Wednesday, April 13, 2011

The Concept of Flow

Snyder, C. R., & Lopez, S. (2001). The Concept of Flow. In Handbook of Positive
Psychology (pp. 89-105). USA: Oxford University Press.

This chapter begins with the authors posing a question: “what constitutes a good life?” and goes on with a concise definition of a good life. The authors then share a brief history of the flow concept and its development. They review some of the characteristics of flow experiences and talk about what it means to be “in flow.” Some of the notable characteristics include a strong opportunity for action that matches challenges and skills, has clear goals and offers immediate feedback.

The authors offer a more in-depth history of flow theory and briefly mention studies that validate the conclusions Csikszentmihalyi came to in the early studies on flow. They review how flow has been adopted by industry, sport, and psychology in particular. They then talk about how flow conceives of the person as being part of a larger system/environment, focused on the relationship between challenge and skill.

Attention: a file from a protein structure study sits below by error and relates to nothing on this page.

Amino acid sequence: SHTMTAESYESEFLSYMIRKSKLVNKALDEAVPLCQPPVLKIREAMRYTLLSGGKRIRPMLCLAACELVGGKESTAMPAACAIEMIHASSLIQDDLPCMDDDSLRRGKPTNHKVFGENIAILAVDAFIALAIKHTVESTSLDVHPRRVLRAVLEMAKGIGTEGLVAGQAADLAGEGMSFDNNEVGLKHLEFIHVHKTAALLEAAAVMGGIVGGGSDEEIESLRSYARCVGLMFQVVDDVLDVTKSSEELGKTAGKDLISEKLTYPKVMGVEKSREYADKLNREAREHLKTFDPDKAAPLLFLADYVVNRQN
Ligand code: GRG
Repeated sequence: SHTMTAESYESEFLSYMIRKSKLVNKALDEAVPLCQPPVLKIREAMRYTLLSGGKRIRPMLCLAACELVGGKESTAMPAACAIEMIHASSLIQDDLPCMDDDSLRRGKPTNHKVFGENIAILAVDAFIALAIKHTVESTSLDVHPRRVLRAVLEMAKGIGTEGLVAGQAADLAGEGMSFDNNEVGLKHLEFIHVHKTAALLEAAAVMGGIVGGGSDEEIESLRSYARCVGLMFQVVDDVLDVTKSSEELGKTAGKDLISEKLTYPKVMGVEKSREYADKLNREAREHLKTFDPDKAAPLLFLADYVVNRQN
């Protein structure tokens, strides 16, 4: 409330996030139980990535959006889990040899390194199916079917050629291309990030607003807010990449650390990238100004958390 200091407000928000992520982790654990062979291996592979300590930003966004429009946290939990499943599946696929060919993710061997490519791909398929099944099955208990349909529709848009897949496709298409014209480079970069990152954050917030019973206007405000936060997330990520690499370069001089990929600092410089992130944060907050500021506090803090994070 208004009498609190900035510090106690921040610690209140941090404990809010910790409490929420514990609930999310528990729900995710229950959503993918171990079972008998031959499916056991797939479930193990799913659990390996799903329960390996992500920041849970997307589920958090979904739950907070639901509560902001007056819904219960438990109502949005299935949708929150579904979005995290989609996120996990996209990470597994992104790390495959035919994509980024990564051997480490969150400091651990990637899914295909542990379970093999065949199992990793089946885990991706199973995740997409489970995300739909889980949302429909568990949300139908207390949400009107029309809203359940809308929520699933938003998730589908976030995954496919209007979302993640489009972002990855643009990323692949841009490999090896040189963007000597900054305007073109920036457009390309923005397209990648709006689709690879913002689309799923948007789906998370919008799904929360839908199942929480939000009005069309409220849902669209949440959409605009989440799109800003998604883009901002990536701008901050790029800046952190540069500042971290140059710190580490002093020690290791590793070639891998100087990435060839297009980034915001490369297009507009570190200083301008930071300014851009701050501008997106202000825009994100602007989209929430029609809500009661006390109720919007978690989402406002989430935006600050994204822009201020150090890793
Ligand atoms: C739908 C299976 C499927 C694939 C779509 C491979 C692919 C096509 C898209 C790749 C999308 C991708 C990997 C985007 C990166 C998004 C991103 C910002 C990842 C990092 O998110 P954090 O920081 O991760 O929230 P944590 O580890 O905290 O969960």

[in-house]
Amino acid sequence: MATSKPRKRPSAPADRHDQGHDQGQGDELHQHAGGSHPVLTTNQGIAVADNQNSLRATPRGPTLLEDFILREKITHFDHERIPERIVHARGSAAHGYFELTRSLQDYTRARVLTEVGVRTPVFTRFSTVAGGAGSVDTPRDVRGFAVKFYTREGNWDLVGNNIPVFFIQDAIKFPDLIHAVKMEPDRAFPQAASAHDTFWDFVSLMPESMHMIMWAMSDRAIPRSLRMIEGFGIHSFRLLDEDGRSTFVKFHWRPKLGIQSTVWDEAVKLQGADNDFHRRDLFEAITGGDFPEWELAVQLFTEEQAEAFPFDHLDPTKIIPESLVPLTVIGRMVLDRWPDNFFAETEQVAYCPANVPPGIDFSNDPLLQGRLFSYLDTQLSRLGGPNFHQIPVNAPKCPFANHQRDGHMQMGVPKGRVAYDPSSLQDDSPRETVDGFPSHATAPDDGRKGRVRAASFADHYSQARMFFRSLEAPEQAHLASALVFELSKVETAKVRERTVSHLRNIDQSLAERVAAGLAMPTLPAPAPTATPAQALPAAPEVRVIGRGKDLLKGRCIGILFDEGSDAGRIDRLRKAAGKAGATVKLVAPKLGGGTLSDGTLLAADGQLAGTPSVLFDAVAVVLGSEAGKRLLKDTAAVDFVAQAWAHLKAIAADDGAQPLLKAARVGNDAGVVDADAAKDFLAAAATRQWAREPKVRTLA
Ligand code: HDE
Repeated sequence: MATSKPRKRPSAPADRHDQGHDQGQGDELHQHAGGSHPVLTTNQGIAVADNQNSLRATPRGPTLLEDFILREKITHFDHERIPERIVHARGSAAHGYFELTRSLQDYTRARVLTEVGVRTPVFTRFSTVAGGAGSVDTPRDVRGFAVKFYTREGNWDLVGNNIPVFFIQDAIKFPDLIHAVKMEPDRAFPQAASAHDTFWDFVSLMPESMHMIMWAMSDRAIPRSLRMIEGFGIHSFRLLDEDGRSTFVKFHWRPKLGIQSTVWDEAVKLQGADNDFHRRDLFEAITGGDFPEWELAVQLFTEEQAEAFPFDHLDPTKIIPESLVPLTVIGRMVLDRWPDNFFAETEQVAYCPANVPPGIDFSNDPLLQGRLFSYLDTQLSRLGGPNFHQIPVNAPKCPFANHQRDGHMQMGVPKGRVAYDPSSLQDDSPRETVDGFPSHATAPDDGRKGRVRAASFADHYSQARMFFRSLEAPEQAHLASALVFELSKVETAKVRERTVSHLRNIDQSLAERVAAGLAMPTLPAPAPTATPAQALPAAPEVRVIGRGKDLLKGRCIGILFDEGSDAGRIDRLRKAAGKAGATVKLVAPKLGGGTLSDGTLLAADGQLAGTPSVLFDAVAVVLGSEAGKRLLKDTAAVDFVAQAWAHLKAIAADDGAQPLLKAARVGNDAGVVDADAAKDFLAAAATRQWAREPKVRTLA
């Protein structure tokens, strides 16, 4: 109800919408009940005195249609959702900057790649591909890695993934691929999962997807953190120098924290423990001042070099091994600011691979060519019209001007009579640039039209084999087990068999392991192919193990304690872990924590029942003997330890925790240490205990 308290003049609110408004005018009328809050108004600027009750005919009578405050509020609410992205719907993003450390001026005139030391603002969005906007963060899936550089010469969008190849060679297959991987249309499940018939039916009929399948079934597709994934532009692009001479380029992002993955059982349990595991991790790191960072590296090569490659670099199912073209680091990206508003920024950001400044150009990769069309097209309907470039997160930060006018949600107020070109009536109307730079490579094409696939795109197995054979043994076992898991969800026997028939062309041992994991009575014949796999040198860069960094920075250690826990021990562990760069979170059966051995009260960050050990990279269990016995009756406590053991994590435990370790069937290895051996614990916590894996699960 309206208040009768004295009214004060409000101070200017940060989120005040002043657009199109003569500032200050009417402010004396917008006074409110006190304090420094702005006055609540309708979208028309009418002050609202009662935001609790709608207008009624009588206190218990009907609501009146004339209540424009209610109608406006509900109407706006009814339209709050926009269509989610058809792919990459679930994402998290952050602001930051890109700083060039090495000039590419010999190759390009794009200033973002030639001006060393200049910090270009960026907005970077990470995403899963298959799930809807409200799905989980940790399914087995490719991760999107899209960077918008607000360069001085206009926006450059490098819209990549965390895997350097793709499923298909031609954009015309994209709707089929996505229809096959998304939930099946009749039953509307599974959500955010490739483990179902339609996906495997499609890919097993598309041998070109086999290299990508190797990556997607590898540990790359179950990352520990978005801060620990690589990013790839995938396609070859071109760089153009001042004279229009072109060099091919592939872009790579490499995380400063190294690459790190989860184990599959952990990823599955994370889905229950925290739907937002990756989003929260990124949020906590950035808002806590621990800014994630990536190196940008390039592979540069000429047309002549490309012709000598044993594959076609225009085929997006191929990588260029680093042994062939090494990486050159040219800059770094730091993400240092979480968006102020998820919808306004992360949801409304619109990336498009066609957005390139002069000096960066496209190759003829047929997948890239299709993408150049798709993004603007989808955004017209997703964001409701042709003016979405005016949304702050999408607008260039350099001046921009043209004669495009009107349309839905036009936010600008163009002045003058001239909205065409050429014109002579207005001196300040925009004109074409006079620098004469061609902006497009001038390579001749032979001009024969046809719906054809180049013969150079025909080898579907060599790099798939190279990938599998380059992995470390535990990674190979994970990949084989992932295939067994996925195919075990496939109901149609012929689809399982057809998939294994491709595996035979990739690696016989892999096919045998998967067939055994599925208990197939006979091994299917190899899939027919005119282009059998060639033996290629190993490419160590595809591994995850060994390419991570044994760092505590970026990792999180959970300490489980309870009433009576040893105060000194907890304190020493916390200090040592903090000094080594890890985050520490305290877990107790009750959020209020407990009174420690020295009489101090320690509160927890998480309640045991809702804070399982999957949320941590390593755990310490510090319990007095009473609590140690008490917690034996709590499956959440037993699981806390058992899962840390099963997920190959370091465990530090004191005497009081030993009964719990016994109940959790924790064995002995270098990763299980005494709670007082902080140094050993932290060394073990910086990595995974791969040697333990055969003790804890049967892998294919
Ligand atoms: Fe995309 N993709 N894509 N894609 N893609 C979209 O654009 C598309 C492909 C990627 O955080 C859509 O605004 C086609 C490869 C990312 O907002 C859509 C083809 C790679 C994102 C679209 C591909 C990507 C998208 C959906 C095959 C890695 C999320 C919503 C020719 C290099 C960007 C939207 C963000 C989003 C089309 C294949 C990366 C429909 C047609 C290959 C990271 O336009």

The authors state that what we choose to give our attention to determines our experience. They go on to state that it is in fact subjective challenges and skills that determine the quality of experience, and talk about how any activity can either produce boredom/anxiety or flow. The article presents a model of consciousness that helps contextualize flow experiences, in that they conceive of subjective experiences as the content of consciousness. The implication is that what we pay attention to determines what we feel, and therefore on some level who we are. The authors talk about consciousness as a tool to free us from the dictates of our genes.